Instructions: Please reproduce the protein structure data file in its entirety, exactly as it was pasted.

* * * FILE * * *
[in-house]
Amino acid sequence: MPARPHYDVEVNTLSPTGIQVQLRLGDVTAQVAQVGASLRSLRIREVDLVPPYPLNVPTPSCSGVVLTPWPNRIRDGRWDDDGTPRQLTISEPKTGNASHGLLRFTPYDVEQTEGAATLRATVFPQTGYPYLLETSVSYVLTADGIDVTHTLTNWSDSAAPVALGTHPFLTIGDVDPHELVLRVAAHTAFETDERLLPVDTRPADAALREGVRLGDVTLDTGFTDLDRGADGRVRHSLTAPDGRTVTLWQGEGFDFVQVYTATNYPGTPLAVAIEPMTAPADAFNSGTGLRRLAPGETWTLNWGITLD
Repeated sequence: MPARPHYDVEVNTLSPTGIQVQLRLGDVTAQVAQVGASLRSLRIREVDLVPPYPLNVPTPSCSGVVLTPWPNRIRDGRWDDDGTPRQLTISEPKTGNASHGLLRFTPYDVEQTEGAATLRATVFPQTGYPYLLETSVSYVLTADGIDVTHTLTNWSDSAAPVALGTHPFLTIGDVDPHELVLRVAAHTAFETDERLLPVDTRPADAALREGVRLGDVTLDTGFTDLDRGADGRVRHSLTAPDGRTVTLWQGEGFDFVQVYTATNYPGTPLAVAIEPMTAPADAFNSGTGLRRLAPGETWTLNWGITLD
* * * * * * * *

[in-house]
Amino acid sequence: MPARPHYDVEVNTLSPTGIQVQLRLGDVTAQVAQVGASLRSLRIREVDLVPPYPLNVPTPSCSGVVLTPWPNRIRDGRWDDDGTPRQLTISEPKTGNASHGLLRFTPYDVEQTEGAATLRATVFPQTGYPYLLETSVSYVLTADGIDVTHTLTNWSDSAAPVALGTHPFLTIGDVDPHELVLRVAAHTAFETDERLLPVDTRPADAALREGVRLGDVTLDTGFTDLDRGADGRVRHSLTAPDGRTVTLWQGEGFDFVQVYTATNYPGTPLAVAIEPMTAPADAFNSGTGLRRLAPGETWTLNWGITLD
Repeated sequence: MPARPHYDVEVNTLSPTGIQVQLRLGDVTAQVAQVGASLRSLRIREVDLVPPYPLNVPTPSCSGVVLTPWPNRIRDGRWDDDGTPRQLTISEPKTGNASHGLLRFTPYDVEQTEGAATLRATVFPQTGYPYLLETSVSYVLTADGIDVTHTLTNWSDSAAPVALGTHPFLTIGDVDPHELVLRVAAHTAFETDERLLPVDTRPADAALREGVRLGDVTLDTGFTDLDRGADGRVRHSLTAPDGRTVTLWQGEGFDFVQVYTATNYPGTPLAVAIEPMTAPADAFNSGTGLRRLAPGETWTLNWGITLD